• New transmission infrastructure – Regulatory hurdles will slow any investment significantly.
  • Appliance manufacturers – Increasing efficiency standards will hurt overall profitability and drive down sales as prices rise to deal with the increased cost from changes to design.
  • State regulators and RTO/ISO – Look for increasing federal regulation, reducing the ability of any state or market to make policy decisions.

Unknown:

  • Small hydro and other non-conventional renewables – President Obama has been silent on these issues. Many have strong opponents.

Under Romney

Winners:

  • Nuclear manufacturers, engineers and installers – With the changes in regulations, expect any utility that has a site available will want to get a shovel in the ground within two years.
  • Gas pipeline and electric transmission engineers and installers – With the reduction in regulation, both industries will be able move forward.
  • Basic research firms and universities – look for money to be re-targeted to basic research and small grants for startups through ARPA-E and the National Science Foundation.
  • State regulators – We should see a reduction in new regulations at the federal level that push on the boundaries between federal and state jurisdiction. Some new and some proposed federal regulations may be scrapped as part of the reduction in regulation effort.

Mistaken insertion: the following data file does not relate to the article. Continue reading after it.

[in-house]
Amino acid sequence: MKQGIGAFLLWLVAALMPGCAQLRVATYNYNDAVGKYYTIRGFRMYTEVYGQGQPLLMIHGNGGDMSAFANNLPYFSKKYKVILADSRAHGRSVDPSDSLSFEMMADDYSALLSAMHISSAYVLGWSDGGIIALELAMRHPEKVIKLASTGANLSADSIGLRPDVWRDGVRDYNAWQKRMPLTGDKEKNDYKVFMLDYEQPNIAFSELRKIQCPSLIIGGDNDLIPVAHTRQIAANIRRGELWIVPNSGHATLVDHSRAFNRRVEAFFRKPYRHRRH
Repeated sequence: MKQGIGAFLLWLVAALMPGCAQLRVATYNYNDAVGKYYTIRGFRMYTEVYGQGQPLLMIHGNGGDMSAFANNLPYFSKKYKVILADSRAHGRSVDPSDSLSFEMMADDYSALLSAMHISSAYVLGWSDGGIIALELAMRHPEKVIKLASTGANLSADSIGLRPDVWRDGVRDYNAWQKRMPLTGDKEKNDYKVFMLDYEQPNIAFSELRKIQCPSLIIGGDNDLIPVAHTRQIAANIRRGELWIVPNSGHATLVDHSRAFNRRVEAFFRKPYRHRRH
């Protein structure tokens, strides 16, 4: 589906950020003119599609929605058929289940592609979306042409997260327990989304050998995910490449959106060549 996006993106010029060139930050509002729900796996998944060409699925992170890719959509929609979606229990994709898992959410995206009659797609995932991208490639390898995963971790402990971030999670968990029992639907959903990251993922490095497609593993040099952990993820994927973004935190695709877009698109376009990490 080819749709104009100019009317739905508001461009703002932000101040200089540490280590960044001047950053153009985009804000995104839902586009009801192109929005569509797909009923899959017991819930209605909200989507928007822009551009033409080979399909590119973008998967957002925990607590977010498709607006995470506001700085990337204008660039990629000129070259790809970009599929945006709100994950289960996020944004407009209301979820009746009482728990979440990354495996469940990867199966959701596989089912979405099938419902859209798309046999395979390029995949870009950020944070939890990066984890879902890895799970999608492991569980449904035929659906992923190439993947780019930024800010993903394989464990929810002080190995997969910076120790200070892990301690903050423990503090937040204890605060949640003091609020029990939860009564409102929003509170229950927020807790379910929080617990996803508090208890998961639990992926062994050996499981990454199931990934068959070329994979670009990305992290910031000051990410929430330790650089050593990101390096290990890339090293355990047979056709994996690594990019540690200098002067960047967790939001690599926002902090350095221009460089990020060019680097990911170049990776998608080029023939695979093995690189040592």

• Energy markets – Expect FERC to review energy market rules and roll back some of them making energy markets more open. Also expect that many rules now in process to reduce emissions or force other changes will move to a market mechanism where possible.
  • Small hydro – This is a low-cost way to increase renewable energy and make use of existing structures or run-of-the-river hydro. Reduction in regulation should open hundreds of small dams for repowering.

Losers:

  • Wind and solar manufacturers, installers and owners – Reduction in subsidies, loans and grants will reduce incentives to build. State renewable portfolio standards will drive a significant amount of construction, but the level of profit will decline for owners.
  • Cleantech – Subsidies and regulations that require cleantech may disappear, reducing the profit available in the market. Expect strong export support for surviving companies.

Unknown:

  • Battery and EV manufacturers – Romney is silent about electric transportation.

This analysis is based of material provided by the candidates websites and has not been reviewed with either candidate or their staff. I would welcome a chance to discuss this analysis and have corrections made by either candidate or their senior staff.

 

1 thought on “Election Analysis: Sizing up the Electric Industry's Winners and Losers

  1. Just interested in people’s opinions on who they think the best United States President was! Please no arguing and fighting between which President you think is best, just simply state your opinion and enjoy reading other people’s opinion!

Leave a Reply

Your email address will not be published. Required fields are marked *

This site uses Akismet to reduce spam. Learn how your comment data is processed.